If this morning at 7 o'clock you had begun walking with me through the Creosote-bush dominated desert, down several dry, shallow, sandy creek-beds, while the temperature rose from 42° to 50°, and the sky remained calm and clear, these are the birds you'd have seen:
The bird most fun watching was the Gambel's Quail. Also it was the most handsome. With a black teardrop-topknot debonairly pendant over the front of its head, a black face- mask set off by neat, white lines, and a rich, chestnut-colored crown similarly delineated with a white border, the male bird is extremely pretty. The duller female is better suited for sitting camouflaged on her nest. Here this species seems to relish being close to people. Near the highway where several families of Northerners have parked their trailers at an informal roadside pull-off, each morning a covey of about ten quail run about on the sand beneath the Creosote-bushes. Farther into the desert, where I'm parked, no quails are to be seen. At dawn they make remarkable sounds -- squeaks and twangs suggestive of tiny moon-men. Occasionally an individual mounts into a Creosote-bush's upper branches and calls with a sound somewhat like a cat's meow.
Ravens also are fun to see. This morning one perched croaking in the very top of an arroyo-side tree called Tetosa, Olneya tesota. When another Raven of the same size landed beside it, the newcomer immediately spread its fluttering wings and leaned toward the first, opening wide its beak. It was a fledgling begging food from its parent. A sizable hunk of red flesh forthwith appeared in the adult's beak. Since the fledgling had been blocking my view, I'm not sure whether the parent had held the flesh in its claws, or whether the flesh had been disgorged. After the feeding, both birds perched nonchalantly for a minute or so, then the first Raven flew off down the arroyo. The newcomer remained, simply gawking around, wiping its beak on the tree's branch, and making a remarkable sound -- like bongo drums, maybe, except without the wooden quality -- bu-bu-bu-bu-bah!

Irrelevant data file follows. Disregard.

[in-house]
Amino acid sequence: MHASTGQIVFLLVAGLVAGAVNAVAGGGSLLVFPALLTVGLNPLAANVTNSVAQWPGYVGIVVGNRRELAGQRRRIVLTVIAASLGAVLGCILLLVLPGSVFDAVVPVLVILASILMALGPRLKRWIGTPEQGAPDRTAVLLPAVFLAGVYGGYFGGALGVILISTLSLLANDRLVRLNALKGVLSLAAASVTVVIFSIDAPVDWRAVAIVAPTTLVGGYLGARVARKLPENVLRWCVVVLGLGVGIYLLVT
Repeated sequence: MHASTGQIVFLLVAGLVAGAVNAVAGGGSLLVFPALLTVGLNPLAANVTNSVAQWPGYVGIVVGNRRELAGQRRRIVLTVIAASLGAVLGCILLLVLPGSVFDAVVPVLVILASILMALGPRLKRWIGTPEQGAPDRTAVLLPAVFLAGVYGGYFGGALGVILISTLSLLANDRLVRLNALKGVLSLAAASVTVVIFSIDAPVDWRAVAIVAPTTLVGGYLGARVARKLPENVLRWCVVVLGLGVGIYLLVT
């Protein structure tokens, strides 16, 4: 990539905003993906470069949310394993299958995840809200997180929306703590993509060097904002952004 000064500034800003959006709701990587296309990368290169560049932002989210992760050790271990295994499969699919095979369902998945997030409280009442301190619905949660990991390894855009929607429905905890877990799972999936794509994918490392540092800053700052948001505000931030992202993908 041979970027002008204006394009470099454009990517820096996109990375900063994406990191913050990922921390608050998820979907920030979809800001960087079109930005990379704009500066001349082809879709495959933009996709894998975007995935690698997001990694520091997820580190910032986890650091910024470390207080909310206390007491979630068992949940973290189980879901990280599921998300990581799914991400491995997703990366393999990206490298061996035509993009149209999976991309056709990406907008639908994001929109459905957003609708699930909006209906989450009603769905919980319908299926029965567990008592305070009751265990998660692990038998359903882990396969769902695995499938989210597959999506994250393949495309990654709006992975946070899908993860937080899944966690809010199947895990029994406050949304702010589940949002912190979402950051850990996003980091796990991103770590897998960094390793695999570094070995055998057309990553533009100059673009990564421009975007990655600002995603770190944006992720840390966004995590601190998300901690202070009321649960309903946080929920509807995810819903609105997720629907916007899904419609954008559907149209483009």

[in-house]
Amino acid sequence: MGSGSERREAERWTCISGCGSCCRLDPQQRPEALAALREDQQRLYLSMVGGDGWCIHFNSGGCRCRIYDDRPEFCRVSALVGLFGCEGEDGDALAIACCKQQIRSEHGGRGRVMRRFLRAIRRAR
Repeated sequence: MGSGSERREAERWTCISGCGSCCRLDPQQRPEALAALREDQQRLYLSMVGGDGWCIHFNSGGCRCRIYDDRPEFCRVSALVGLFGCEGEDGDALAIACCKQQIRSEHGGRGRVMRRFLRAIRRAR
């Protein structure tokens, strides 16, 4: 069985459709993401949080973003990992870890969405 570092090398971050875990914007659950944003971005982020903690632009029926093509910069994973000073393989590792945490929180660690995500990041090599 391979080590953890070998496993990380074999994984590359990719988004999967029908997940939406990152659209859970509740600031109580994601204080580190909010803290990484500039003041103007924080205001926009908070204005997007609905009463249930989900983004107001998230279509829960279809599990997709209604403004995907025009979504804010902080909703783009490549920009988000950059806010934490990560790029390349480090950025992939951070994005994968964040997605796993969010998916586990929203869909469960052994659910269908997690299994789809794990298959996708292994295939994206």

Phainopeplas are red-eyed members of the same family as waxwings. The crested male looks like a black, tanager-sized cardinal while the female is brownish. Very common here, they fly gracefully and call softly, and are altogether nice little birds.
The Ash-throated Flycatcher observed was perched about two feet high in a large Creosote-bush. As I watched, suddenly it streaked to the sandy ground, captured something, and returned to the bush with a slender tail disappearing down its gullet. Since I've seen small lizards in this area, I'm assuming that this flycatcher ate a lizard. I've never seen any flycatcher eat anything but insects and insect-like critters, but then I haven't been around many ash-throated ones.